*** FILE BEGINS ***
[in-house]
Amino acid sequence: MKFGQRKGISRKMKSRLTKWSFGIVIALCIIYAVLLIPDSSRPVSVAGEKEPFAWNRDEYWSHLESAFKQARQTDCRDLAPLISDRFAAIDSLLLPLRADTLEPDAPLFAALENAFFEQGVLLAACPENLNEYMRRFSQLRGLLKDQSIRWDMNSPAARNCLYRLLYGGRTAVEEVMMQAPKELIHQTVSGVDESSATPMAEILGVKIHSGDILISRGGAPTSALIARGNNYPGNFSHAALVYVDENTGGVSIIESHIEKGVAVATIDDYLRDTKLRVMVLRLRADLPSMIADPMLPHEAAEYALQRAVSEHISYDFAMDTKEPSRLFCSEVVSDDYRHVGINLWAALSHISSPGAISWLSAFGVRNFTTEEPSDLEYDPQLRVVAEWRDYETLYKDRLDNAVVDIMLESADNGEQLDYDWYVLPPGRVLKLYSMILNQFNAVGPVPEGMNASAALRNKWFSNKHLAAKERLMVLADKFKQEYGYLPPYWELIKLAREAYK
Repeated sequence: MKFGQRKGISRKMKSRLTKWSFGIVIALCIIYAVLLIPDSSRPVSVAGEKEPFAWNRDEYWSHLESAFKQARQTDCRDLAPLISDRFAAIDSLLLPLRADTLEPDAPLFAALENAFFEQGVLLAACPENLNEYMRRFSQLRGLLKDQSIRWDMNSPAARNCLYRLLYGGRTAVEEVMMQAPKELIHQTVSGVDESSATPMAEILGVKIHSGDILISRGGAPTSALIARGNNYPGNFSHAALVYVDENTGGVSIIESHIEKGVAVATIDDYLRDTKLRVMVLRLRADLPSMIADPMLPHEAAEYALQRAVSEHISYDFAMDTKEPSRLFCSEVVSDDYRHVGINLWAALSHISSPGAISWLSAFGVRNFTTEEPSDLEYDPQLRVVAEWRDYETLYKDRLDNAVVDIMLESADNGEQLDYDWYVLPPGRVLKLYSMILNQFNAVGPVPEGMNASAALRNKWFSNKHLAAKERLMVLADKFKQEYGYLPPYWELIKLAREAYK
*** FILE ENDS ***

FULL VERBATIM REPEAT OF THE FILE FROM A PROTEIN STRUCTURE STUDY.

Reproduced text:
[in-house]
Amino acid sequence: MKFGQRKGISRKMKSRLTKWSFGIVIALCIIYAVLLIPDSSRPVSVAGEKEPFAWNRDEYWSHLESAFKQARQTDCRDLAPLISDRFAAIDSLLLPLRADTLEPDAPLFAALENAFFEQGVLLAACPENLNEYMRRFSQLRGLLKDQSIRWDMNSPAARNCLYRLLYGGRTAVEEVMMQAPKELIHQTVSGVDESSATPMAEILGVKIHSGDILISRGGAPTSALIARGNNYPGNFSHAALVYVDENTGGVSIIESHIEKGVAVATIDDYLRDTKLRVMVLRLRADLPSMIADPMLPHEAAEYALQRAVSEHISYDFAMDTKEPSRLFCSEVVSDDYRHVGINLWAALSHISSPGAISWLSAFGVRNFTTEEPSDLEYDPQLRVVAEWRDYETLYKDRLDNAVVDIMLESADNGEQLDYDWYVLPPGRVLKLYSMILNQFNAVGPVPEGMNASAALRNKWFSNKHLAAKERLMVLADKFKQEYGYLPPYWELIKLAREAYK
Repeated sequence: MKFGQRKGISRKMKSRLTKWSFGIVIALCIIYAVLLIPDSSRPVSVAGEKEPFAWNRDEYWSHLESAFKQARQTDCRDLAPLISDRFAAIDSLLLPLRADTLEPDAPLFAALENAFFEQGVLLAACPENLNEYMRRFSQLRGLLKDQSIRWDMNSPAARNCLYRLLYGGRTAVEEVMMQAPKELIHQTVSGVDESSATPMAEILGVKIHSGDILISRGGAPTSALIARGNNYPGNFSHAALVYVDENTGGVSIIESHIEKGVAVATIDDYLRDTKLRVMVLRLRADLPSMIADPMLPHEAAEYALQRAVSEHISYDFAMDTKEPSRLFCSEVVSDDYRHVGINLWAALSHISSPGAISWLSAFGVRNFTTEEPSDLEYDPQLRVVAEWRDYETLYKDRLDNAVVDIMLESADNGEQLDYDWYVLPPGRVLKLYSMILNQFNAVGPVPEGMNASAALRNKWFSNKHLAAKERLMVLADKFKQEYGYLPPYWELIKLAREAYK